By Tony de Grata
The locations of the five stations in Ocean Beach where bike-share customers will be able to check out a comfortable, easy-to-ride three-speed should be revealed by the end of the month, according to Brian Genovese, senior engineer in the city’s Transportation and Stormwater Department.
The Ocean Beach stations will be among the 180 to be installed under a 10-year agreement between the city and Florida-based DecoBike, the company that won the contract last year to run a bike-share program in San Diego. The system should be up and running sometime this year, according to DecoBike press releases.
A draft of the Ocean Beach locations created a bit of a stir when presented last month to the Ocean Beach Town Council. Several citizens complained that, although one station was proposed near the Brighton Avenue restrooms, the other four were too tightly bunched around the Newport Avenue corridor west of Sunset Cliffs Boulevard.
Nicole Burgess, who chairs Bike Walk San Diego District 2, a group of advocates dedicated to identifying and resolving issues related to bicycling and pedestrian infrastructure, suggested Robb Field and the Voltaire Street and Point Loma Avenue business corridors as possible alternatives.
But Genovese said DecoBike is likely to place the stations where they’ll generate the most revenue from bike commuters looking for a “first mile, last mile” component of their journey. The company is obligated not only to fully fund the program but also pay the city a portion of its revenues, he said.
“The locations will have to support their business model,” Genovese said last week at a Bike Walk San Diego District 2 meeting. “We can make suggestions to the company, but it’s really a business decision on their part.”
To get to this point, DecoBike and the city held three town hall-style meetings to gather public input and explain the program, followed by a website portal that was available for 60 days for further comment, he said.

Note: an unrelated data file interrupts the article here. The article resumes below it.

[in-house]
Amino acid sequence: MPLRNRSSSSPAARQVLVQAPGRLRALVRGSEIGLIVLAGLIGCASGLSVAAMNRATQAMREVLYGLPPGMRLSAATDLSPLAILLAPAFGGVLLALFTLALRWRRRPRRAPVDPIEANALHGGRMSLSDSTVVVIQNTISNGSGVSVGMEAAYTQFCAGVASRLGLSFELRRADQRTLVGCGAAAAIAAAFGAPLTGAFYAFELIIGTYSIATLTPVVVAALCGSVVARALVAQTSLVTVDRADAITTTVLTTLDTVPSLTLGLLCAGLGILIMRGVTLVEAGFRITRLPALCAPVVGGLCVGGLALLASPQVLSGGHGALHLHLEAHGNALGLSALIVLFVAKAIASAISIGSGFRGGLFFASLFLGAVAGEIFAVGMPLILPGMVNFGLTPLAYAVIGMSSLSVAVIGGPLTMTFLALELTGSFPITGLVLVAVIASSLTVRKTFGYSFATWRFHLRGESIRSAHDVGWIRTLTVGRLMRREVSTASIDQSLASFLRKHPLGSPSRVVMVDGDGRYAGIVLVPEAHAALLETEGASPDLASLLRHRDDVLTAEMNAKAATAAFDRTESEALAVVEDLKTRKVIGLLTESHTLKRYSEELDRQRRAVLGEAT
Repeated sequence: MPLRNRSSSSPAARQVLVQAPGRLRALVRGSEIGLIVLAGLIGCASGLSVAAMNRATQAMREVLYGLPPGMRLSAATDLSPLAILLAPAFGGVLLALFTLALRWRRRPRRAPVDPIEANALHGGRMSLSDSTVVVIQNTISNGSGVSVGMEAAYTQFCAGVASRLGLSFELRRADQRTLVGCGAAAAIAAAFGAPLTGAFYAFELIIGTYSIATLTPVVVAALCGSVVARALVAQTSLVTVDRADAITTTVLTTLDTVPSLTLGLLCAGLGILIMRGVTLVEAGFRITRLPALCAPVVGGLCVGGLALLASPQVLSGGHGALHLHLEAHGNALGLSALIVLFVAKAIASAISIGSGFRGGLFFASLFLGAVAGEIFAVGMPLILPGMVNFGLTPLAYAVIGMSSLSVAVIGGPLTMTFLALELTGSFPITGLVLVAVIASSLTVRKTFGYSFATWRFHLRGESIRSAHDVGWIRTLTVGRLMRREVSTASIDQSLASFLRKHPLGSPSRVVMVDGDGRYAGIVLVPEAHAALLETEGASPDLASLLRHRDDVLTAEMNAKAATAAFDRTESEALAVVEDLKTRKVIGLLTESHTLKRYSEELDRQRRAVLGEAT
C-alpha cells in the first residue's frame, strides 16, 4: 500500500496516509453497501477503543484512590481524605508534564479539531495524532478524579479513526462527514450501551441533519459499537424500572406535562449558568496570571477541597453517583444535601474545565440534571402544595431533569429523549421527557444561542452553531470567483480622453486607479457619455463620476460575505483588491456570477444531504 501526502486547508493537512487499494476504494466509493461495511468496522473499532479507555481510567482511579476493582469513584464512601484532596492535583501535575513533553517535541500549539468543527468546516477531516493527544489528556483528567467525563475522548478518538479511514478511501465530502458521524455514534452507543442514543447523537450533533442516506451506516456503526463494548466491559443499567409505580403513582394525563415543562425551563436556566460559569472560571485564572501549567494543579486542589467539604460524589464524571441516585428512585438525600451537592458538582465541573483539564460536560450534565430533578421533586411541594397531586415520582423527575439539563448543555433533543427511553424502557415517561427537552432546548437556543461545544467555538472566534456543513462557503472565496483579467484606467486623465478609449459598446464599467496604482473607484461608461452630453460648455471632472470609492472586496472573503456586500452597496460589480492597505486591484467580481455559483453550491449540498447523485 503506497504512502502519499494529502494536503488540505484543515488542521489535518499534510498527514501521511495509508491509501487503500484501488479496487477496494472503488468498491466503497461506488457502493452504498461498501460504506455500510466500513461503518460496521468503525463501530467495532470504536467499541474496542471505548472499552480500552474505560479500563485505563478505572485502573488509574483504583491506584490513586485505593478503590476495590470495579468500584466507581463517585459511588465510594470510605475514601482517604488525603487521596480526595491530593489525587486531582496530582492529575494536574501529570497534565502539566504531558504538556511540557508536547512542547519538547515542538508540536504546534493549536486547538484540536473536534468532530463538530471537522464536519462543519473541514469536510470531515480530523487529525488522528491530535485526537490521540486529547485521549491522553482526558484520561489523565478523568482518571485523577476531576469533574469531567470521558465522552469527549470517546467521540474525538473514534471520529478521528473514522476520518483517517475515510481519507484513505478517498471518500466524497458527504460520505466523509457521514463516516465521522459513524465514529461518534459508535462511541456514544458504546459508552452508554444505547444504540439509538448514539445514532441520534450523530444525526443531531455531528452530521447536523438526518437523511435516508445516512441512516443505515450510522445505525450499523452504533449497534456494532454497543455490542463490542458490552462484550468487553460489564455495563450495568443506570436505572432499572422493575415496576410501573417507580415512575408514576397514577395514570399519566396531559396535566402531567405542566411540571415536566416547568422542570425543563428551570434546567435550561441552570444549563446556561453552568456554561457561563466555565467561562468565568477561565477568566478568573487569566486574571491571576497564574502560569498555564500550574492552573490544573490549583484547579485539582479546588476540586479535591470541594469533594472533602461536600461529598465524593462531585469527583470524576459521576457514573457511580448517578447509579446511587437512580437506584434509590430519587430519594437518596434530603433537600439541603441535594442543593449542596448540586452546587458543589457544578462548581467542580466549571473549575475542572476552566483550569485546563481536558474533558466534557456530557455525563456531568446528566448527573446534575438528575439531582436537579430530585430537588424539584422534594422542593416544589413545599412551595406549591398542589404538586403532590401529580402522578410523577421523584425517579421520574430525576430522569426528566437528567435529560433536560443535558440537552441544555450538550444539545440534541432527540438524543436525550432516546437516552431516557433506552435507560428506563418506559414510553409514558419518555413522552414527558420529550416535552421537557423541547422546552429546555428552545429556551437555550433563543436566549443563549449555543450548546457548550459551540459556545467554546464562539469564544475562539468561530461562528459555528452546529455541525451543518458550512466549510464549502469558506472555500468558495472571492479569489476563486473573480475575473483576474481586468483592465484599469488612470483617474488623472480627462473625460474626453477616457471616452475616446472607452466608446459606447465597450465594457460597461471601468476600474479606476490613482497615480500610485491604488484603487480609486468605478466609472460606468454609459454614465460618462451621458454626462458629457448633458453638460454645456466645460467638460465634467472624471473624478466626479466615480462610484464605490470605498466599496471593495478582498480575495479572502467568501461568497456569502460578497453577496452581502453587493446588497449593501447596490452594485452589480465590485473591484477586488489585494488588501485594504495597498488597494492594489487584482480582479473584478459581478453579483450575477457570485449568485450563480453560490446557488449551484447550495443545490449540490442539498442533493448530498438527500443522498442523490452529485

Currently, various city entities are vetting the locations to see if there are any conflicts with emergency access and maintenance operations. Once the DecoBike locations pass muster with the city’s internal review, they’ll be presented to community groups and shown online, he said.
Genovese shared other details on how the program will operate once all the pieces are in place:
- Bike users won’t have to worry about their pant leg getting caught in the chain – the bike will be shaft-driven. It’s a next-generation technology and San Diego will be the first city to use it in the DecoBike system. The bike will also feature a front-mounted basket, and front and rear lighting powered by the hub, not external batteries.
- An annual membership fee of $125 has been proposed, with a discounted rate for early-bird sign-ups. This would include 30 minutes of free riding. Conceivably, a user could string together a lengthy ride without additional charge by riding to another station within the 30-minute period. Otherwise a charge for a each additional 30 minutes would be assessed, possibly $4. A 60-minute riding interval may be available at a higher annual rate.
- DecoBike staff will move bikes between stations to make sure they don’t fill up – that way, a user would always have space to check in a bike upon arrival.
Possible cutline: Where’s the chain? There is none – the fleet DecoBike uses for San Diego’s bike-share program will be shaft-driven.